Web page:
One thing I want to instill in my students is the ability to do small, basic things adults either wish they could do or take for granted. No longer are children taught to sew on a button, change the oil in a car or cook an omelet. Surrounded by DIY emporiums like Home Depot and the like, many students and their parents can hardly cook a meal or two that does not come from a box or can.
There are good reasons for this, of course, but students should feel like they CAN do things. It is not about knowing how to bake bread, but feeling that they can if they wish and then becoming very good at it. No fear.
So, I am teaching my students how to make an omelet the Julia Child way, tie some basic knots and sweat a copper pipe. We shall see.
In looking for a poem about such a simple idea, I was at a loss. I stumbled upon Gertrude Stein’s “Tender Buttons” on a sewing search. This is part of a larger piece, “Objects”. It is not clear if it is an excerpt of that larger piece, or if it can stand alone. Indeed, it is unclear if the entire “Objects” section can stand alone.
Who cares? Ms. Stein would have and would not have, so here we have it. I like the absurd nature of such poems, and find that the kids eat it up. Does it fit my needs? Perhaps. No. Well, like “Why I Am Not a Painter” by Frank O’Hara; it’s still there even if not obvious. So, yes.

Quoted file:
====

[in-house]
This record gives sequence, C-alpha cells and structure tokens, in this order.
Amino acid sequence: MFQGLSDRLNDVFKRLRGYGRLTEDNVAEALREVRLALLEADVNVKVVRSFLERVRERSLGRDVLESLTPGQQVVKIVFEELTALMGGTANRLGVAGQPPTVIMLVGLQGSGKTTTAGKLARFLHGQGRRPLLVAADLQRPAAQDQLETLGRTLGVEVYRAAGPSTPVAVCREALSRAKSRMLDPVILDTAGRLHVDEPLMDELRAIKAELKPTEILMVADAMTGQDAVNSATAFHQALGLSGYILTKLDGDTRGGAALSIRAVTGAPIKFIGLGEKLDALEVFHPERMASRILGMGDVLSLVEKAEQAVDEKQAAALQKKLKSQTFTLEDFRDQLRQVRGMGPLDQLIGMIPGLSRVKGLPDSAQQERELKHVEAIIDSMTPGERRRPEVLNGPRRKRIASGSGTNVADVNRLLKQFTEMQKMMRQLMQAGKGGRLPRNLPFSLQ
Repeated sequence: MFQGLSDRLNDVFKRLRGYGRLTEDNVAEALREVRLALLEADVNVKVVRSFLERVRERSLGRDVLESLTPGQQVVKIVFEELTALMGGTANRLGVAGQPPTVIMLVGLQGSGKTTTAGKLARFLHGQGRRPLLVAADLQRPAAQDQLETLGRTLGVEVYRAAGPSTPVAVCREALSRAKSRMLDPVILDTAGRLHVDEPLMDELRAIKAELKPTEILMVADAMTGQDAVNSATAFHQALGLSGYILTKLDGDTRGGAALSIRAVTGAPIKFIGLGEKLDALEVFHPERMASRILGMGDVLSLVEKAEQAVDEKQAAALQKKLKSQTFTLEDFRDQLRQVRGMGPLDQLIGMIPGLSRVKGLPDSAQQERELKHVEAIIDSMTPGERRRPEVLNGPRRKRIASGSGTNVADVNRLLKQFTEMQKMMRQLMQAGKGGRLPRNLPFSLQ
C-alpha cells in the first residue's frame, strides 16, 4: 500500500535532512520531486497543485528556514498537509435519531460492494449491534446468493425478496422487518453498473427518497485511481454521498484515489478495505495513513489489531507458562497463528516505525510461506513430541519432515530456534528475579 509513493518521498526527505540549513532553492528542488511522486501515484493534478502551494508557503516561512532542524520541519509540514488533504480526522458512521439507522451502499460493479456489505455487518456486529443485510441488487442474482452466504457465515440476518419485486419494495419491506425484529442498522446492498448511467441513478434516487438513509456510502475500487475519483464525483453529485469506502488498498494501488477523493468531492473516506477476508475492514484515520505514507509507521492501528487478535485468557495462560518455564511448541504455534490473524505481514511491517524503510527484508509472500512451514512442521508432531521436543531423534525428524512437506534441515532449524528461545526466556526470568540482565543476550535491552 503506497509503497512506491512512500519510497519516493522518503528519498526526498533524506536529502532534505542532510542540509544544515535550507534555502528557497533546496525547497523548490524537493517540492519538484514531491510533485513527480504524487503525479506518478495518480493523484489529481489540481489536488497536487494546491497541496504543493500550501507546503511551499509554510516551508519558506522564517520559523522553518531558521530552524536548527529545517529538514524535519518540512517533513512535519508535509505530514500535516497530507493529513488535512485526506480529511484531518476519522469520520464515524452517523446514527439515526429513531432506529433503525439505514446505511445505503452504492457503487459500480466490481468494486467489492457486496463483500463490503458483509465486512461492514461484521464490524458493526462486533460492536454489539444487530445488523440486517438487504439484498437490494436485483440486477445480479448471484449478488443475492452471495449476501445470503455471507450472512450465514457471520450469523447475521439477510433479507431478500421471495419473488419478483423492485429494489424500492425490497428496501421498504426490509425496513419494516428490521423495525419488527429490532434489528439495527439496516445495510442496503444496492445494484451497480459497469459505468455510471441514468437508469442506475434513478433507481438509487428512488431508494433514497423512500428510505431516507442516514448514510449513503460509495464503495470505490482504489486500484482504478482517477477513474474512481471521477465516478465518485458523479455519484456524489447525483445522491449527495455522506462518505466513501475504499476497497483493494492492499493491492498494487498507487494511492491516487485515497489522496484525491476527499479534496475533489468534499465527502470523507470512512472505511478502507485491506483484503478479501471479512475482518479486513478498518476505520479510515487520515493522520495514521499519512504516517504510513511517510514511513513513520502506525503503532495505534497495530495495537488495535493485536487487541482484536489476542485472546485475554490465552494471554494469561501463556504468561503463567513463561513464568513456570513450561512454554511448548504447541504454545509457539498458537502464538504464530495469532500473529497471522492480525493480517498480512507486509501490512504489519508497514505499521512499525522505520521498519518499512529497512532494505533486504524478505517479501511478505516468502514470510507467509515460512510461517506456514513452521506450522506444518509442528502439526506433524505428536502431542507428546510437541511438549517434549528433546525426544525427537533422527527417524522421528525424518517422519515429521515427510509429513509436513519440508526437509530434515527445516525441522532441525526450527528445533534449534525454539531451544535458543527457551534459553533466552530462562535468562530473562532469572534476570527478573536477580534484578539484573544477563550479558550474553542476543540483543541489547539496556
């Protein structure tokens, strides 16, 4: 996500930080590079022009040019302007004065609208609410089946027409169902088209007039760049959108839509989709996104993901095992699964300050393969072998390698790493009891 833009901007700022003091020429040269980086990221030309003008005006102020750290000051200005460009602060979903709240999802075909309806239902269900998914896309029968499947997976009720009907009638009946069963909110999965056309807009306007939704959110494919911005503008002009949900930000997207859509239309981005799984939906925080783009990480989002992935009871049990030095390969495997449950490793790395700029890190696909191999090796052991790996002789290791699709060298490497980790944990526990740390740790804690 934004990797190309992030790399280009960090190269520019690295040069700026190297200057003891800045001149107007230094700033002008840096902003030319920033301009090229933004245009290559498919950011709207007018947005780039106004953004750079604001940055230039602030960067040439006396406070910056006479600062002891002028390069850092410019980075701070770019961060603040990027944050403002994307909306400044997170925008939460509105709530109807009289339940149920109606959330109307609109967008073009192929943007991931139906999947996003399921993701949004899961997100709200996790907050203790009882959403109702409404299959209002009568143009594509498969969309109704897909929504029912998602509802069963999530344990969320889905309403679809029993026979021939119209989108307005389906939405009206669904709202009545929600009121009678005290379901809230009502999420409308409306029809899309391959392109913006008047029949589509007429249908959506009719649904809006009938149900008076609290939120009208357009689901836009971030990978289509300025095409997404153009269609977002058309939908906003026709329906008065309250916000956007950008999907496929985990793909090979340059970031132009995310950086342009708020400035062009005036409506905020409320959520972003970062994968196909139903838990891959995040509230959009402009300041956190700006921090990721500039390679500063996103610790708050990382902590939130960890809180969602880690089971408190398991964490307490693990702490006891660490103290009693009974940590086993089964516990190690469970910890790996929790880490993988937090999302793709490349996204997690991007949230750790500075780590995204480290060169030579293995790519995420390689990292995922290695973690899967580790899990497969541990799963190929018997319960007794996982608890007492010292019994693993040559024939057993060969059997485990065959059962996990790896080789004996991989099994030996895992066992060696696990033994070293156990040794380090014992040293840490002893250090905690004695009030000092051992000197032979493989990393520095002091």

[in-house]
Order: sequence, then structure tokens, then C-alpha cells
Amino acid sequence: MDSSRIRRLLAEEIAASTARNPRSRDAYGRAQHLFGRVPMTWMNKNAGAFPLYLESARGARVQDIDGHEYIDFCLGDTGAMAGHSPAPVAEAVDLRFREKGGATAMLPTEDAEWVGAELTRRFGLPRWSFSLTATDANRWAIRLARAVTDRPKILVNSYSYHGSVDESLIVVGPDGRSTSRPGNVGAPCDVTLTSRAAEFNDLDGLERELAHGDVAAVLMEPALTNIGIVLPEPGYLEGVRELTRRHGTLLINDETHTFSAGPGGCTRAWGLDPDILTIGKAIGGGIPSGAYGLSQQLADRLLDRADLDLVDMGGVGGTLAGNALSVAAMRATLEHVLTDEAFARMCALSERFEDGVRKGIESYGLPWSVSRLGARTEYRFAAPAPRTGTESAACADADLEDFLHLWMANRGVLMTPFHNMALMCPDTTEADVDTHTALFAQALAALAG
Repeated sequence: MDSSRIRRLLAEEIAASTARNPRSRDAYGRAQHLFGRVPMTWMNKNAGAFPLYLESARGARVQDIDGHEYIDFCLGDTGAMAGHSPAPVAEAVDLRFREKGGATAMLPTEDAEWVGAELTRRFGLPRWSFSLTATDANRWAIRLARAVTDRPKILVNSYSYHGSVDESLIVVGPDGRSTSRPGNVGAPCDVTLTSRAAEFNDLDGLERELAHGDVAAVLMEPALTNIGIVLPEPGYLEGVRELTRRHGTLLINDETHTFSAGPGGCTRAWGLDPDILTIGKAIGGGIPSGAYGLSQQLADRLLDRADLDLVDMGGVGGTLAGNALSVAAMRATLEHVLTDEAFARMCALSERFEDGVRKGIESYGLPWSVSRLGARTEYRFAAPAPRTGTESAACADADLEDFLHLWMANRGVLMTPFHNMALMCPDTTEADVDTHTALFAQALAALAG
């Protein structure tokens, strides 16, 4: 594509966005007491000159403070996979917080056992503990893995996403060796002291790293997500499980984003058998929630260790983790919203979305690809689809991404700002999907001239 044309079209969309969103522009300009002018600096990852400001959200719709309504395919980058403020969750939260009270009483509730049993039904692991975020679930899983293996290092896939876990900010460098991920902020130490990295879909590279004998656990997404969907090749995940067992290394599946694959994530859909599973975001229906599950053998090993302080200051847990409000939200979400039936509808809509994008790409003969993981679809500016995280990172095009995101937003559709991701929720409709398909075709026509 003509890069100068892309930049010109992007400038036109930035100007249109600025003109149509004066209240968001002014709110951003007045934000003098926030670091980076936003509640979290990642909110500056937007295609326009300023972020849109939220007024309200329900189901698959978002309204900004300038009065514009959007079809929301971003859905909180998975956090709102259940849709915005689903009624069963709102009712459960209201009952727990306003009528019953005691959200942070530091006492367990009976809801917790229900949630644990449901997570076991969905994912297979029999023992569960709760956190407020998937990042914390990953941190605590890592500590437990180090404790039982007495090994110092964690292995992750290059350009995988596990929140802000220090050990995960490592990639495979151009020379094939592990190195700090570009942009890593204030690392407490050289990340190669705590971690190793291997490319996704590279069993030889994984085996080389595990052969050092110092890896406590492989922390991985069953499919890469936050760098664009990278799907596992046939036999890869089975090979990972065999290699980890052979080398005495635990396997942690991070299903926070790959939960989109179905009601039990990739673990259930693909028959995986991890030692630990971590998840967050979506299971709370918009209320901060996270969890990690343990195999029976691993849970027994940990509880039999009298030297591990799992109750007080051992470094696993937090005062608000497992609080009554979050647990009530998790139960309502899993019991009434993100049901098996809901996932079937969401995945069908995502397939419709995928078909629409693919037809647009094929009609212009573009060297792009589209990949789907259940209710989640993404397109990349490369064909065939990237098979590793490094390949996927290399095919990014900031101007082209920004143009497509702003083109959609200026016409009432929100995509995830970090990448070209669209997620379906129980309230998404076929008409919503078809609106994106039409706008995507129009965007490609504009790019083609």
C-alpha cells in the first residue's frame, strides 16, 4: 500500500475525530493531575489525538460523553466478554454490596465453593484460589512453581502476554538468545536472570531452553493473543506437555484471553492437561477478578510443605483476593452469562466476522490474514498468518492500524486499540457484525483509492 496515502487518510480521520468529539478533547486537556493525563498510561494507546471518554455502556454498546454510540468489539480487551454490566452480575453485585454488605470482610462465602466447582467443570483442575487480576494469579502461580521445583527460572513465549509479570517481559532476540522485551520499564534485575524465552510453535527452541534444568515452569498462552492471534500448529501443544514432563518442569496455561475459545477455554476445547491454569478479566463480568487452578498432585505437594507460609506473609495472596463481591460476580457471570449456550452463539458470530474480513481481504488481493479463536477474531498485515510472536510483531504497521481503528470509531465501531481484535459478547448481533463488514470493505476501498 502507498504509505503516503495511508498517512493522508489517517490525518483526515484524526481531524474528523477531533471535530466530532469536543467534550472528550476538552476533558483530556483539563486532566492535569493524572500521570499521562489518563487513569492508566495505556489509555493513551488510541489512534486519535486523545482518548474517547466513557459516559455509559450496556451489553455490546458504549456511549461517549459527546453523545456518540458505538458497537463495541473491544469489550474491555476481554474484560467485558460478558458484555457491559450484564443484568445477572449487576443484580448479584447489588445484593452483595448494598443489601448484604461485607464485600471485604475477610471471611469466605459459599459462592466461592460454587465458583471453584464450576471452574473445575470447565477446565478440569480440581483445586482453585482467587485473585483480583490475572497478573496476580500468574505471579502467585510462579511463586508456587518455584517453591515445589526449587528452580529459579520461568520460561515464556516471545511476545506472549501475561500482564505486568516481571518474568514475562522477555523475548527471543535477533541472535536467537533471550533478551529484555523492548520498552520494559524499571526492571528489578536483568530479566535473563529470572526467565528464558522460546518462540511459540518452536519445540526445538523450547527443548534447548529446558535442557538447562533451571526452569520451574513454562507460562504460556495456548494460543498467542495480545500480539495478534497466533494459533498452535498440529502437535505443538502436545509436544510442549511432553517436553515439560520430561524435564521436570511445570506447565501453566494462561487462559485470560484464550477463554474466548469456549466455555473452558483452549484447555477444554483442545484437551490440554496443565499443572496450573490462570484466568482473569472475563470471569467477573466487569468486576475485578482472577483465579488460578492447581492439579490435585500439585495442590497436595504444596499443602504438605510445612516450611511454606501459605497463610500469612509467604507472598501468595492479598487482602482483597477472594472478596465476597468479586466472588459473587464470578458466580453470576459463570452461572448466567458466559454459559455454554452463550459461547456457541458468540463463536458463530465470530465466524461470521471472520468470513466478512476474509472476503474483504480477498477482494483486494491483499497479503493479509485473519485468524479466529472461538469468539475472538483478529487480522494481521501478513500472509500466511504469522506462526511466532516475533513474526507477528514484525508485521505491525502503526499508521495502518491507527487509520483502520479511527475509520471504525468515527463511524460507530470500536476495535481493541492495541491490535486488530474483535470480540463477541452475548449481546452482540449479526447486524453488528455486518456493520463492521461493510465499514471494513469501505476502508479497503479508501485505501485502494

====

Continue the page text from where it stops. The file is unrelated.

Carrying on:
I teach about small things. Those things we miss in our daily hustle and bustle. So much so, that we expect broad descriptions which make sense yet fail to capture what is being described. “That couch is black.” Blah. That was Stein’s purpose in writing this; to move beyond the dictionary, which had become ineffectual (in her mind). So, it is my theme.
At least its interesting.
A cause and no curve, a cause and loud enough, a cause and extra a loud clash and an extra wagon, a sign of extra, a sac a small sac and an established color and cunning, a slender grey and no ribbon, this means a loss a great loss a restitution.